I guess it is finally over. The folks from the New, New, New, Really Our Marketing is New AT&T started killing the Cingular brand today according to this article from the NY Times. I wrote about this a long time back in a post called Rebranding Cingular to AT&T Wireless - More From The Marketing Geniuses at AT&T and subtly wrote about it in the post called AT&T's Ad Guru Talks About Bungling, Err I Mean Bundling. Obviously, I think it is a poor decision to rebrand Cingular who took an old brand (AT&T Wireless) known for poor call quality and service and made it very exciting and cool. Plus, lets not forget about all the goodwill it generated with their failed IPO which laid the ground work for other telecom IPOs (like Vonage) to stiff their customers.
Back in the day, I remember than Chairman of AT&T Bob Allen complained about call quality at AT&T's corporate HQ in Basking Ridge so they installed a cell tower there. I personally stopped using AWS when I commuted from Long Valley to Jersey City along Route 78 and couldn't figure out why I had dropped calls in Newark.
What really annoyed me the most was this comment from AT&T's Senior VP of Advertising Wendy Clark which just seemed like some token research to back a plan that already was started in motion when the acquisition was announced:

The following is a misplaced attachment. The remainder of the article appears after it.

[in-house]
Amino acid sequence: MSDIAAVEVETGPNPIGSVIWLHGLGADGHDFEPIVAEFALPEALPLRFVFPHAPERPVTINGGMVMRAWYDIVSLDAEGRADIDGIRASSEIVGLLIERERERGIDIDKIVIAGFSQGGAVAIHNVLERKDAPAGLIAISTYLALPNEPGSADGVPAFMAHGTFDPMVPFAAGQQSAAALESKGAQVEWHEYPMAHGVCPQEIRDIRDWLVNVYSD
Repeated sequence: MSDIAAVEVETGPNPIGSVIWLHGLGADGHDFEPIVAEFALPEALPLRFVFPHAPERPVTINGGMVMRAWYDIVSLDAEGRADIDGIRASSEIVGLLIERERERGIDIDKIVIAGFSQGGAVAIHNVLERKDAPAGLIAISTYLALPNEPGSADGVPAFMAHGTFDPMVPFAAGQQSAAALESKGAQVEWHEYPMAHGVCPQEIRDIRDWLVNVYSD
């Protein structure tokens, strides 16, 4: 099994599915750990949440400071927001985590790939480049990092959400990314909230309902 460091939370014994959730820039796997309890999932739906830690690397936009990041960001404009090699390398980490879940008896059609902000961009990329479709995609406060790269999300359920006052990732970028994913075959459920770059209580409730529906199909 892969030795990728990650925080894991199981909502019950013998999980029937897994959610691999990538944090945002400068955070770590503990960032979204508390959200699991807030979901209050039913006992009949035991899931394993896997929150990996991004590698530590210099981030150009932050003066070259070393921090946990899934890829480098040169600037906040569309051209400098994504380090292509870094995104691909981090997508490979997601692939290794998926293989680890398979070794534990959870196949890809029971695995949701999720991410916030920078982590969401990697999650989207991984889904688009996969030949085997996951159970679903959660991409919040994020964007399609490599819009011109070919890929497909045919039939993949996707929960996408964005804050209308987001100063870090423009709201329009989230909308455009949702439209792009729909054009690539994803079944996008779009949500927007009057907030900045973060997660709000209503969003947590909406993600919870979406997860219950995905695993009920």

“What consumer and business customers want is a single provider of services for the way they live and work today,” Ms. Clark said, “and if it’s one company, they want it under one name.”
You know what, I've seen similar research when I was wireless bundle boy with AT&T and the research showed similar results. However, you know what those pesky consumers consistently do? They un-bundle their services. You know why? Companies fail to recognize these valuable customers and with credit card billing you can make these bills go away anyway. Plus, the only meaningful bundle is when the device bundles the service so until you don't need a wireless phone separate from your home phone separate from your TV which is separate from your internet; so, it doesn't matter if multiple companies service you. Finally, the real reason consumers want one company is because they think they will be getting a bottom of the bill discount. There I said it.
Sadly, Cingular will join the brand name scrap heap as soon as AT&T's Marketing department spends like $100 million to rebrand it. I guess what really upsets me the most is that I won't be there to spend it ;-)